The first thing to know is in Quebec, convenience stores are called ‘Depanneurs’. The name literally translates to ‘repair-person’. Ah, the two solitudes… In any case, the lobbying for the future of legal weed distribution in Quebec continues to heat up.
In a Saturday piece, Pierre Couture in <<Le Journal de Quebec>> describes the convenience store association of Quebec’s position on retail sales. To my absolute non-surprise they are all in with Couche-Tard’s position.
The l’Association des détaillants en alimentation du Québec (ADA) represents over 8000 members in the province of Quebec. Theres no official english translation of their name on their site, so I’ll go with the Snack-Floggers Association of Quebec (SFAQ).
Pierre-Alexandre Blouin, the president of the SF- fine, the ADA, had this to say (translation mine):
“We already sell tightly regulated and controlled products such as alcohol and tobacco in our businesses. The government isn’t going to eliminate organized crime in the cannabis sector by opening 100 retail locations.”
At stake is the battle between the province’s inclination to over-regulate and use the same model for cannabis as they do with hard liquor. This is the familiar LCBO-type approach in Ontario. On the other side is the very powerful ADA and its stakeholders. The ADA has the lobbying muscles to make itself heard.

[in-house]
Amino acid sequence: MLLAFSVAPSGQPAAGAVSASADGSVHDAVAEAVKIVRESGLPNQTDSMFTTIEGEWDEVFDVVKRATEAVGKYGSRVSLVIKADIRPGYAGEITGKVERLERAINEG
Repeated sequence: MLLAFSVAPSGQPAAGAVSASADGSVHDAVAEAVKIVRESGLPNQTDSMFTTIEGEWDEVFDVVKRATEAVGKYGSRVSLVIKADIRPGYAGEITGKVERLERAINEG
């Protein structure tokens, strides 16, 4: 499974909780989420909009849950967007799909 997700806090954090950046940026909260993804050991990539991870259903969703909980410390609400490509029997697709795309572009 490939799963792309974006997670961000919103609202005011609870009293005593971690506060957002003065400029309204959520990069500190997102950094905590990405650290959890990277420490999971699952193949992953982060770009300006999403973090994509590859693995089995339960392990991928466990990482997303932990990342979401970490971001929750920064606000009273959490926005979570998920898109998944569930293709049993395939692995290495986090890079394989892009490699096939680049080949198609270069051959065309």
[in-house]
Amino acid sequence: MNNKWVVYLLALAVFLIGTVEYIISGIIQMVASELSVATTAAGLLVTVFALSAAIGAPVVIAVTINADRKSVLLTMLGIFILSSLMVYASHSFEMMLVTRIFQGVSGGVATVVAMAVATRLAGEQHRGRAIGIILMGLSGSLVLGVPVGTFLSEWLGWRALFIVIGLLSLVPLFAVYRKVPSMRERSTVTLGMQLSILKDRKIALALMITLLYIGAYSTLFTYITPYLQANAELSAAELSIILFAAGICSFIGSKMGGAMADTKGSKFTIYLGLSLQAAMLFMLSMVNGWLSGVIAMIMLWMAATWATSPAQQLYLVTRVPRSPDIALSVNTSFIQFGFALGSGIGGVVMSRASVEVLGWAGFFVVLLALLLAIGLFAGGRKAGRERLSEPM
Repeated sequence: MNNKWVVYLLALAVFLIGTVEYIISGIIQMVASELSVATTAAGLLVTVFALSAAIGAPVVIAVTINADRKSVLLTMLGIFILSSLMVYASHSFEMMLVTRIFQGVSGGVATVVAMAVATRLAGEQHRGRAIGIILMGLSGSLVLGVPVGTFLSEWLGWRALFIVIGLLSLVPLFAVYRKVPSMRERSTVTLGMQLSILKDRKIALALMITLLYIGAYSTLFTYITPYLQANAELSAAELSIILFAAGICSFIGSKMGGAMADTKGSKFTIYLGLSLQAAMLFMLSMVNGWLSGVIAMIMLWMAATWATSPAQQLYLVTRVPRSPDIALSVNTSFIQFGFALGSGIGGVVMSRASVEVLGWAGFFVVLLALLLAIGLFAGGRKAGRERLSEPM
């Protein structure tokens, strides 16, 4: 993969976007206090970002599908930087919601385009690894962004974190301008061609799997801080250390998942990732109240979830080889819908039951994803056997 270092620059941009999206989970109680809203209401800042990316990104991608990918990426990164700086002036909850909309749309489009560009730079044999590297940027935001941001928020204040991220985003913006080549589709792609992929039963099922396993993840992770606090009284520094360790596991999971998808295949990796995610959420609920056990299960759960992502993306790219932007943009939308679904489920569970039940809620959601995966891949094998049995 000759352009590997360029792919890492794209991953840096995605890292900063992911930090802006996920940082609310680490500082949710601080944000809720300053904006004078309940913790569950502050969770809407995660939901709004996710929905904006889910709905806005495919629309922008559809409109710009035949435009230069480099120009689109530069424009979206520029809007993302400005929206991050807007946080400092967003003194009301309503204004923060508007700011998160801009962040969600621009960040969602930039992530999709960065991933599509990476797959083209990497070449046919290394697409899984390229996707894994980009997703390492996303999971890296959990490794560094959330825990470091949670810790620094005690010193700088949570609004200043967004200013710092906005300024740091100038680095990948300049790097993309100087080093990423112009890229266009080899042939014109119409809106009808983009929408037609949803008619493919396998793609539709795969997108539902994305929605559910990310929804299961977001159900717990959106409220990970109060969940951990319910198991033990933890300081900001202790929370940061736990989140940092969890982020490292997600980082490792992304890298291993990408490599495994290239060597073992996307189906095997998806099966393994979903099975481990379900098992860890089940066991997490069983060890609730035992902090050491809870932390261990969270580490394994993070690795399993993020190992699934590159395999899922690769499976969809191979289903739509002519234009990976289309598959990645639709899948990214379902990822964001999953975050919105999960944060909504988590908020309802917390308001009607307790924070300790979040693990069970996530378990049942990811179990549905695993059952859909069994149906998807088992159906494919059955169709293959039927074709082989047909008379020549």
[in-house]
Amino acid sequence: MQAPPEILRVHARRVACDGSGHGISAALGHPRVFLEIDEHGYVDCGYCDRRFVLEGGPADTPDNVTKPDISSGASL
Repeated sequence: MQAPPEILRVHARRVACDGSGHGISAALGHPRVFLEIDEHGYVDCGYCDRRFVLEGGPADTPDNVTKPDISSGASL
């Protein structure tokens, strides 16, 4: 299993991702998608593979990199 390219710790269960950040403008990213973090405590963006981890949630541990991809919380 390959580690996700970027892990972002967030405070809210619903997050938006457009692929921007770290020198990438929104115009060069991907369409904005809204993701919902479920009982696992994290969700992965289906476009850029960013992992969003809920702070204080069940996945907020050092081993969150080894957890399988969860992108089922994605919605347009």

Another factor is that Couche-Tard is a Quebec success story. These Quebecois companies are source of pride for the government and their position has an outsized influence in the debate.
Everyone knows there’s a lot at stake, Deloitte’s finding a legal Canadian marijuana industry could be worth nearly $22 Billion is mentioned as well as a quote from Sylvain Charlebois at Dalhousie University (Translation Mine):
“Cannabis represents a small gold mine for food-retail businesses across the country.”
Couche-Tard knows it, the snack-food floggers know it and the government knows it. The $22 Billion dollar question is who swings the biggest lobbying and policy stick.
Having been born and raised in Montreal it has a certain vibe to it. The kind of vibe where adding a pack of kush 100s to the wine, lotto scratchers and smokes fits right in. The long tradition of corner alcohol sales means the provincial government will have a harder time arguing against private distribution than in other jurisdictions like Ontario.
If I was a betting man, I’d likely come down on the side of government reserving the tasty profits for its monopoly. It’s not a done deal yet, but as time ticks on, decisions will need to be made, and folks who guess right will make a lot of money.
Quebec update is our semi-regular review of French-language news and business intelligence, translated and summarized for your pleasure.